Perhaps one of the oldest and most oft repeated chestnuts in the startup world is that you shouldn't fear failure.
"Failure is an option here. If things are not failing, you are not innovating enough," Elon Musk told SpaceX employees in the company's early days, for instance.
Or how about this classic from Thomas Edison: "I have not failed. I've just found 10,000 ways that won't work."
Entrepreneurs are bombarded with the message that getting over your fear of failure is essential for success, probably because it's true. But that doesn't make it easy. Failure feels terrible for most normal humans, and it's natural to worry about the social, economic, and business costs of falling on your face.
But just because fear of failure is hardwired into us, it doesn't mean we can't overcome it. Several iconic entrepreneurs have shared simple, actionable advice on how to grow more fearless so you can dare greatly.
With his rocket ship company and dream of colonizing Mars, Musk may seem like a naturally fearless type, but he's actually previously confessed, "I feel fear quite strongly." How does he overcome that terror? Not, as you might expect, through positive thinking, but through its opposite: fatalism.
"Something that can be helpful is fatalism, to some degree," Musk explained. "If you just accept the probabilities, then that diminishes fear. When starting SpaceX, I thought the odds of success were less than 10 percent and I just accepted that actually probably I would just lose everything. But that maybe we would make some progress."
Forcing yourself to look closely at the worst case scenario and exactly how bad that would really be isn't just one of Musk's crazy ideas. Other wise and successful folks, from Tim Ferriss to the ancient Stoics, insisted that facing failure head-on in your imagination can take some of the terror out of it.
If ruminating on the worst-case scenario doesn't sound like a good idea for your personality type, then Sir Richard Branson has another suggestion.
Like Musk, the seemingly fearless Virgin founder claims to sometimes be anxious just like everyone else. "There were countless times during our record-breaking hot-air balloon trips when I wondered whether we were going to make it back down to earth alive," he has said, for example.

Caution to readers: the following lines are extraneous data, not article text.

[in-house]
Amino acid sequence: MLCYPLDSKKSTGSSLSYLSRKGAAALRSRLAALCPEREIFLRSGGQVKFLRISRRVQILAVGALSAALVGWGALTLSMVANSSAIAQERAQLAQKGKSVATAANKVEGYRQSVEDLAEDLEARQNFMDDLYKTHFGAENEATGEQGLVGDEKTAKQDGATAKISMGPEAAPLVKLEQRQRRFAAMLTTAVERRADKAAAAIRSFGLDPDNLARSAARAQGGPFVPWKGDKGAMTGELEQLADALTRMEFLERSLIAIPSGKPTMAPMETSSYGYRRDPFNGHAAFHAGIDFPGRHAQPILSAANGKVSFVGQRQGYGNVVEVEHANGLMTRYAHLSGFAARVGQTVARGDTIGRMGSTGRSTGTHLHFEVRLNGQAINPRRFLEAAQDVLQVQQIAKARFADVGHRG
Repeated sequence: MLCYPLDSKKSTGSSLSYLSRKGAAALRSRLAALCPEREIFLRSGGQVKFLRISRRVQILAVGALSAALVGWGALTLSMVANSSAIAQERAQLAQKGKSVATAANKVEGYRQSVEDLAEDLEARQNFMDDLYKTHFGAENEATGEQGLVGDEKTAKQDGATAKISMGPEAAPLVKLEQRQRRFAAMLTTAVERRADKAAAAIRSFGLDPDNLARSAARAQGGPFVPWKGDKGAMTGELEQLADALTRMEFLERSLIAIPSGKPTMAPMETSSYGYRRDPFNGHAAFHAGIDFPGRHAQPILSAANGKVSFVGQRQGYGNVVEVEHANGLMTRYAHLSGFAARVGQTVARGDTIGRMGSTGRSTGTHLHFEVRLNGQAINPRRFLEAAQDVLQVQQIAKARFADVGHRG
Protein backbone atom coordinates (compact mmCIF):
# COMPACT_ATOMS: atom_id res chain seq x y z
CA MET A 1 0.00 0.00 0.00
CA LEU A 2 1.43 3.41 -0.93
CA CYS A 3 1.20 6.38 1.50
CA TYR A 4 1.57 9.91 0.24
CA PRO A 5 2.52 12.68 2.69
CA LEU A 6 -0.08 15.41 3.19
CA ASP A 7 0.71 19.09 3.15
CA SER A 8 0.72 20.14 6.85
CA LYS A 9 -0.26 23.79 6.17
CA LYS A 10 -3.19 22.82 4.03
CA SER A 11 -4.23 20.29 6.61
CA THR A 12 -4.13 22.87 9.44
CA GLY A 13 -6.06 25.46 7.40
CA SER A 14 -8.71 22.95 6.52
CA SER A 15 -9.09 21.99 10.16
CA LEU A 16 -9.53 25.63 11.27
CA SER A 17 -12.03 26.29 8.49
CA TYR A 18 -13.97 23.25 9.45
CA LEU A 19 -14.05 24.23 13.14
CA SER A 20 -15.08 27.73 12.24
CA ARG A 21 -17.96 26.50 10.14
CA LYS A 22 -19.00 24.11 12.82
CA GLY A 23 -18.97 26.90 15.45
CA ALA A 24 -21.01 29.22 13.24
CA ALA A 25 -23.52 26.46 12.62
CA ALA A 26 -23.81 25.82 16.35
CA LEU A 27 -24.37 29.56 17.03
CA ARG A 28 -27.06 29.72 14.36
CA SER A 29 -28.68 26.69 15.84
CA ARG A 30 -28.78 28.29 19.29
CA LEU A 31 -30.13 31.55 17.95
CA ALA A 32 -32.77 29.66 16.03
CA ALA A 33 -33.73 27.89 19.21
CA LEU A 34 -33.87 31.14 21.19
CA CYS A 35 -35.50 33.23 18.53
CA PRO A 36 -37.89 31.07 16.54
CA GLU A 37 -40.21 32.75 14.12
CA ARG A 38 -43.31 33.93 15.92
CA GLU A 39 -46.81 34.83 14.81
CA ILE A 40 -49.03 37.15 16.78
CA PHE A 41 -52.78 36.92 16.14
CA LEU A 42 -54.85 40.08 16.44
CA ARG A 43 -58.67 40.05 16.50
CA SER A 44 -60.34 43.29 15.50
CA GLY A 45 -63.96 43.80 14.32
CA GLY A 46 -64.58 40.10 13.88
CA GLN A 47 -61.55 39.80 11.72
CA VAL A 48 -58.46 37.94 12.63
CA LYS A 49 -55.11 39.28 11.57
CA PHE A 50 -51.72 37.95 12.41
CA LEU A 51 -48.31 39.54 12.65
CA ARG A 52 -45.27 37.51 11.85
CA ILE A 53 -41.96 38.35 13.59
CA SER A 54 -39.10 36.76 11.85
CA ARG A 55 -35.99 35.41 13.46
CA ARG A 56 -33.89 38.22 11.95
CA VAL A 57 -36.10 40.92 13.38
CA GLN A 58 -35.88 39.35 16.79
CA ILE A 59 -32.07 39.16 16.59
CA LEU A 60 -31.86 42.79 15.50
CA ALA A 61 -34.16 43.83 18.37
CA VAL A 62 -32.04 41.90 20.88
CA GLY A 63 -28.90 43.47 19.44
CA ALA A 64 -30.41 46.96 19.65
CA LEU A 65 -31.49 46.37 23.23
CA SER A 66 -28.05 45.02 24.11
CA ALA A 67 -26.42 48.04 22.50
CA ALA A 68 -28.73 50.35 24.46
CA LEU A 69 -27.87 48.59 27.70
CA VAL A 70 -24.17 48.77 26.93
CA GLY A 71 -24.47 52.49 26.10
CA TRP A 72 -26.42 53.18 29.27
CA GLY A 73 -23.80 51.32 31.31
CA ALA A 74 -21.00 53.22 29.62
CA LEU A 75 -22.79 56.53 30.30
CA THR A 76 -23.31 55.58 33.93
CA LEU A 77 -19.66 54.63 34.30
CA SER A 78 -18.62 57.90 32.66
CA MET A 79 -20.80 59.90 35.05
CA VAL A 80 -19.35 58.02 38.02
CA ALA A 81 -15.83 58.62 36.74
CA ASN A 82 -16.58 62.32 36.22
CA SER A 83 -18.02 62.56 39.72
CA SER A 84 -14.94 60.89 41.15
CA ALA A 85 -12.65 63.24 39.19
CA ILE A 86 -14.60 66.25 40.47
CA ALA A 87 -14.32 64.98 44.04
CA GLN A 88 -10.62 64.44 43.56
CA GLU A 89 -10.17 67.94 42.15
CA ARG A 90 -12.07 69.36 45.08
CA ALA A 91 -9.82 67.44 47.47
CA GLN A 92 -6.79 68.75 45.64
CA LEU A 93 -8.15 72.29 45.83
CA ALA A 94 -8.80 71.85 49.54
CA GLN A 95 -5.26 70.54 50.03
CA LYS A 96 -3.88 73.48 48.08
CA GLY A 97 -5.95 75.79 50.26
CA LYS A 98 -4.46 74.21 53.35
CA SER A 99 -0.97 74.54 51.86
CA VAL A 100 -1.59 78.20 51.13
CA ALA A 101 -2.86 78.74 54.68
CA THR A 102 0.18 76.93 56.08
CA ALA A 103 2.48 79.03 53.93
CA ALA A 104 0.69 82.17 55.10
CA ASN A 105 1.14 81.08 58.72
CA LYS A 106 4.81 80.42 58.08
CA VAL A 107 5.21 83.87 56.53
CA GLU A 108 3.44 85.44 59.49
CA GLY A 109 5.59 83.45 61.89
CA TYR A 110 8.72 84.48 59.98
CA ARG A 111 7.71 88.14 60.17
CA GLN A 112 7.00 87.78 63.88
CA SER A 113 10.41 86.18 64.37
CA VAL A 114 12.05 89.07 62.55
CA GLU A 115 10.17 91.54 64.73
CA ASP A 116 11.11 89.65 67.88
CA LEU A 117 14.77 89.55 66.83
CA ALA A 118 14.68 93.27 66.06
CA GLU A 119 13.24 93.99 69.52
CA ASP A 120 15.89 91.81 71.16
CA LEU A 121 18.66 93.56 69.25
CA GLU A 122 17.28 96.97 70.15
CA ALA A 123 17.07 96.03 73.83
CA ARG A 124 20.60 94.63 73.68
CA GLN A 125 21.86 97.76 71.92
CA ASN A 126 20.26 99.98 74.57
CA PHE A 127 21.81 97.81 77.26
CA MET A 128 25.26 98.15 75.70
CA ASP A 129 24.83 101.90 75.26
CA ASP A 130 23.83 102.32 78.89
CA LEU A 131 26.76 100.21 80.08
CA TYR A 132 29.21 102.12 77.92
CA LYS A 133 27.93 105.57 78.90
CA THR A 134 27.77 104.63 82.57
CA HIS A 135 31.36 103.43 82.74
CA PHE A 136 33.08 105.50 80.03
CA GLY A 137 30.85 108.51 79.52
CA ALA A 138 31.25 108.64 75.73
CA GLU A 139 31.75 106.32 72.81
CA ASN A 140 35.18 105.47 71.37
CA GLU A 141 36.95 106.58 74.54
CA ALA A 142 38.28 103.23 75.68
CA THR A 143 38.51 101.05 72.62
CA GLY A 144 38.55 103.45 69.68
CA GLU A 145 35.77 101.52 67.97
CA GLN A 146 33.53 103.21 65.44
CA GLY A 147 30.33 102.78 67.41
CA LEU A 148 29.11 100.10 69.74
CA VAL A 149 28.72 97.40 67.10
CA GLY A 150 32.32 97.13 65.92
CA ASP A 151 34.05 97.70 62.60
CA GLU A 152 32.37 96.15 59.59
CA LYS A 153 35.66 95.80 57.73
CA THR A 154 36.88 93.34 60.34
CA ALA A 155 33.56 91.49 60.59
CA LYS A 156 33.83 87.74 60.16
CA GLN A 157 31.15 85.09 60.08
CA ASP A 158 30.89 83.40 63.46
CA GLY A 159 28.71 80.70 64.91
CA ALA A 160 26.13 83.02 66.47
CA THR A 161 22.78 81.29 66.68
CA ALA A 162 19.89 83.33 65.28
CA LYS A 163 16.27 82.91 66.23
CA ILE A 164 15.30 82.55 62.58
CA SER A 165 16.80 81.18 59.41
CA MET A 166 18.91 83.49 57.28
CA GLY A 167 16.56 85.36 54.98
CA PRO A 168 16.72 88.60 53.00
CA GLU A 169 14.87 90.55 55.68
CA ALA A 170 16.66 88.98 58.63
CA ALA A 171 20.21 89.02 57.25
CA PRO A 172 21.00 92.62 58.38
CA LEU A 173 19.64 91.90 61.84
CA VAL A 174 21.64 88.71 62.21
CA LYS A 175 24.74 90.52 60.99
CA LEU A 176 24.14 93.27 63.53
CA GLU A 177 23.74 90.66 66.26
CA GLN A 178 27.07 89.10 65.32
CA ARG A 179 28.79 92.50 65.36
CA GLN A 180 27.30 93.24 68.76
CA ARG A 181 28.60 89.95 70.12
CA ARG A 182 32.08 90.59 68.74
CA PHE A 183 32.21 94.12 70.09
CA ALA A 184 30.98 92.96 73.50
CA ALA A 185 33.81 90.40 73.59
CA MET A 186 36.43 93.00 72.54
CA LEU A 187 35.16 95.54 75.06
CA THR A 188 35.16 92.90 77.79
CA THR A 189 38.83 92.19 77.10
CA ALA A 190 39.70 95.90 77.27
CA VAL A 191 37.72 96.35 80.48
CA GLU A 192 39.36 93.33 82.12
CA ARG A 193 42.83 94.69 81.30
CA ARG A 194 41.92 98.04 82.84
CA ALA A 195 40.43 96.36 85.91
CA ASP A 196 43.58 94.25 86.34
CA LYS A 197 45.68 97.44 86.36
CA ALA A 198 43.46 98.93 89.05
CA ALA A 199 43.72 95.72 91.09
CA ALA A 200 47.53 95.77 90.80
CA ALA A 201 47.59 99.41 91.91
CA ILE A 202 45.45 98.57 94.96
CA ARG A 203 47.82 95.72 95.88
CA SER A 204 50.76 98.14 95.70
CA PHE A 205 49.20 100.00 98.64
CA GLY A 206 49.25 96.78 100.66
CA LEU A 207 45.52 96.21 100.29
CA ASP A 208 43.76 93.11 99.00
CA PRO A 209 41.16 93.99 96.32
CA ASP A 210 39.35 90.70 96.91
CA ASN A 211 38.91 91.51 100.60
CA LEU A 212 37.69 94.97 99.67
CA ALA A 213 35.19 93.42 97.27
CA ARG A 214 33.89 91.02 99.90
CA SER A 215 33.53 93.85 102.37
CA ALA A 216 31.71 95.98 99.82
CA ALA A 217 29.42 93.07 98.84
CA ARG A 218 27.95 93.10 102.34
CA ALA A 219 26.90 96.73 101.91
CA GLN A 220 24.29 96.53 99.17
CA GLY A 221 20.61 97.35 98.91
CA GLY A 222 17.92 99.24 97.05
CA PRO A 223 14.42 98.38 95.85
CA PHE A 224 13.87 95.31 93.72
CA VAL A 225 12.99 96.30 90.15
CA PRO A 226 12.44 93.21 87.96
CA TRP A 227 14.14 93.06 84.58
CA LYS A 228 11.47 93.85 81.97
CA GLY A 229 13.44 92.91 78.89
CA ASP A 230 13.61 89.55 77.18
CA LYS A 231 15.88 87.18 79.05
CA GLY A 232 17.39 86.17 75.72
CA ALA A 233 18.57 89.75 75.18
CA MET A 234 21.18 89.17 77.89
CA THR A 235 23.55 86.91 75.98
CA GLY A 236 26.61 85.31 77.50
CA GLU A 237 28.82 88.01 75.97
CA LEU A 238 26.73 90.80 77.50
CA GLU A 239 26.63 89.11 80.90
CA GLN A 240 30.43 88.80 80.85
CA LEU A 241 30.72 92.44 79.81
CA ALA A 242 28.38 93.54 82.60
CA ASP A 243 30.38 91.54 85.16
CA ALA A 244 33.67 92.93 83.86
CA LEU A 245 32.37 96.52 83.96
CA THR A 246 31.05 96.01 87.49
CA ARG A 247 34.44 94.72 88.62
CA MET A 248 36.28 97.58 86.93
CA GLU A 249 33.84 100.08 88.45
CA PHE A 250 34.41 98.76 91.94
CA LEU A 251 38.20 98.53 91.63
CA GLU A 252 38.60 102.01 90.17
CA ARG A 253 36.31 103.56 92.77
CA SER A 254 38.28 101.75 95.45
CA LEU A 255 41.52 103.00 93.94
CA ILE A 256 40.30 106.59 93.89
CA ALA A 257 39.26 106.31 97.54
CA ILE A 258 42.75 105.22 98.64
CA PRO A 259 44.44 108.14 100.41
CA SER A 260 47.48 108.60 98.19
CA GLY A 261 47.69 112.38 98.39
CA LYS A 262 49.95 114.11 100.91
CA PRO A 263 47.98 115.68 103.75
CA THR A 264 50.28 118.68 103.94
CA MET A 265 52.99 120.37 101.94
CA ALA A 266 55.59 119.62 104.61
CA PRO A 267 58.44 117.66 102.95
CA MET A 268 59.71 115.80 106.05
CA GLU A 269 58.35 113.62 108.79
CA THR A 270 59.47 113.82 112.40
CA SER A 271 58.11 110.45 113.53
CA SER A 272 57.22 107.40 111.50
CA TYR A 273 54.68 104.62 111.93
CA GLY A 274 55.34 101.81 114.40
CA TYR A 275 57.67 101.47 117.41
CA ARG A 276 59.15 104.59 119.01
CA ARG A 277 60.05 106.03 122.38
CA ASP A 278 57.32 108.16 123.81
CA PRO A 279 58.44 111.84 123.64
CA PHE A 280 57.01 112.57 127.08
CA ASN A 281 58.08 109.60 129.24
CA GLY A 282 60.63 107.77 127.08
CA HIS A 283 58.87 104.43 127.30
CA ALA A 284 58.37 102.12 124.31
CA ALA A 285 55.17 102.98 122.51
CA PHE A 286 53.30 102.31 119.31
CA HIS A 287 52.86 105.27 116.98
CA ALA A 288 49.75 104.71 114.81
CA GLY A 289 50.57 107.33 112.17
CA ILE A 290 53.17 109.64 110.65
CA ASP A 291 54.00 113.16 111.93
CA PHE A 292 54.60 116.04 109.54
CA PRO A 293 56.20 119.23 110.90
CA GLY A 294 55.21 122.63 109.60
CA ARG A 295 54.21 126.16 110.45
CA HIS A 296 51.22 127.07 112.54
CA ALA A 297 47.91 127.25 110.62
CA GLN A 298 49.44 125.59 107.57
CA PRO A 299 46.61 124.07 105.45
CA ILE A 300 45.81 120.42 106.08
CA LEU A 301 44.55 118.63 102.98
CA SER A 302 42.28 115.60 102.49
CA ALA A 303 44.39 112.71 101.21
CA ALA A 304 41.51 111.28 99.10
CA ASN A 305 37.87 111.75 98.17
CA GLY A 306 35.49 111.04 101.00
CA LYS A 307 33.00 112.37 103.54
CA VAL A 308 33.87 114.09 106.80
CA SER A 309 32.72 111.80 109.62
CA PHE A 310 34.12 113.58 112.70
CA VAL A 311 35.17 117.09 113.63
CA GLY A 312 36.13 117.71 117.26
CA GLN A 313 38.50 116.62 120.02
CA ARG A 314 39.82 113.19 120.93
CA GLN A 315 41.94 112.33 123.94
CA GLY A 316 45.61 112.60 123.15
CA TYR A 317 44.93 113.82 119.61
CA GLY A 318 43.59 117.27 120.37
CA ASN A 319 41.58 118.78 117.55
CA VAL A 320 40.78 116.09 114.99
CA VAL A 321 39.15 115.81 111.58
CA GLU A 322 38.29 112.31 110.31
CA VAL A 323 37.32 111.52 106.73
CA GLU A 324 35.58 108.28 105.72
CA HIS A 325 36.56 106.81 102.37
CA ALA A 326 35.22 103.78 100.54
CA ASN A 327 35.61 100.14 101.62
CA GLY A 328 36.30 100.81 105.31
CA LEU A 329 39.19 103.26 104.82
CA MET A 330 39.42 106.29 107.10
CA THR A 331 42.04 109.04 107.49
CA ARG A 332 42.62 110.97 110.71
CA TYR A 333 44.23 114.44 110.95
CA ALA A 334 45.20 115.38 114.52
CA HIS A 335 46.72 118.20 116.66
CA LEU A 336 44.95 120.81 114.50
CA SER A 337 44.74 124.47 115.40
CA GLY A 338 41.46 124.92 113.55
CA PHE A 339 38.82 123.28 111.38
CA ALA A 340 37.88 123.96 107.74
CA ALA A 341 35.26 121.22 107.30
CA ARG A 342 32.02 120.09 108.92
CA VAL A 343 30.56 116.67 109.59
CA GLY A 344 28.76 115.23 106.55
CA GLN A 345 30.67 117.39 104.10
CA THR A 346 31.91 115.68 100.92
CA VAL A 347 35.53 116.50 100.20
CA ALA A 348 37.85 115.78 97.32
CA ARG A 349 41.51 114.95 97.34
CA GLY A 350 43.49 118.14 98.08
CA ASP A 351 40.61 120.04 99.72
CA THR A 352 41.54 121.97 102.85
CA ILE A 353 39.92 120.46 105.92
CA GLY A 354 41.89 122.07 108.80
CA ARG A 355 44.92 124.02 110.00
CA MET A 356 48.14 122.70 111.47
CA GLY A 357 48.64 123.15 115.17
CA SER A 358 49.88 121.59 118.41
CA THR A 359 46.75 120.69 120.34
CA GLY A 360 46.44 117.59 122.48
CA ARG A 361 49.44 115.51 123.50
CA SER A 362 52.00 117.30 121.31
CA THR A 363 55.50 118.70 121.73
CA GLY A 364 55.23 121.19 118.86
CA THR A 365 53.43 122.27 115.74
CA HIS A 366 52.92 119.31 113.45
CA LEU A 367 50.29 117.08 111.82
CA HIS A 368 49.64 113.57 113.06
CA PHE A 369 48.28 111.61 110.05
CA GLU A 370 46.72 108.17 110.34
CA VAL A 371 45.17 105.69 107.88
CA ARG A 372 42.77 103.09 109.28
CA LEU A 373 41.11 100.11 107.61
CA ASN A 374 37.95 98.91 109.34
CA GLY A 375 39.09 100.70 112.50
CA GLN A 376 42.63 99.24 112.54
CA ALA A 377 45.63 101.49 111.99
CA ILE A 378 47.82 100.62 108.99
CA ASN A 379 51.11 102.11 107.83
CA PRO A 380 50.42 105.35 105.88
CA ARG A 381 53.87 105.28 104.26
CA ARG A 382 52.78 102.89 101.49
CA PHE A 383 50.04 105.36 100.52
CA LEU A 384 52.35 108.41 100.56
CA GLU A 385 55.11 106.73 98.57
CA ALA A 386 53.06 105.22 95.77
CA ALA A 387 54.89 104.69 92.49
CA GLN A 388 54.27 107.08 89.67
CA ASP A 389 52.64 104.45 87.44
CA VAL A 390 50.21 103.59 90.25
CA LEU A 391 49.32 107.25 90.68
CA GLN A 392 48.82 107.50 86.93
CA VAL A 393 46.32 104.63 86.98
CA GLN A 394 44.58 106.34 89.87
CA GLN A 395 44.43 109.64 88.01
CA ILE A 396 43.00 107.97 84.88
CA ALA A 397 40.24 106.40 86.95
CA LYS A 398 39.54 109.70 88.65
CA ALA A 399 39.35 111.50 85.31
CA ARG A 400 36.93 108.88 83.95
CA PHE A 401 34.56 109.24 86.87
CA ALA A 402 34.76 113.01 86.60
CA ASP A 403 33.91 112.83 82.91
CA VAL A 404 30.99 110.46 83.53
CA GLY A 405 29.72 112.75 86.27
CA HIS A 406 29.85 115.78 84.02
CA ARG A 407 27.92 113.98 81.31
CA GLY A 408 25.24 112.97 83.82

Rather than focus on how bad a particular negative outcome might be (in the case of a hot air balloon it's death, which seems unlikely to calm any nerves), Branson suggests you focus on learning. Calling failure "one of our greatest learning tools" Branson recommends those in the grip of anxiety think about all the things a seemingly negative experience is teaching them.
Switching your lens in this way will shift your focus from the short-term discomfort of failure to the long-term gains. That should boost your courage.
Self-made Spanx billionaire Sara Blakely has made a similar observation about failure: While it feels horrible, it often leads to wonderful things down the road. It's just hard to remember that in the moment. Blakely suggests a short writing exercise can help remind you of this truth.
"My dad would encourage me any time something didn't go the way I expected it to, or maybe I got embarrassed by a situation, to write down where the hidden gifts were and what I got out of it," Blakely told Business Insider. "I started realizing that in everything there was some amazing nugget that I wouldn't have wanted to pass up."
You could try this too. Next time you've experienced a setback and it stings, get out a pen and paper and try to write out all the positives that are likely to come out of the experience.
You just might train your brain to think of failure as less of a disaster and more of a steppingstone to greater future success.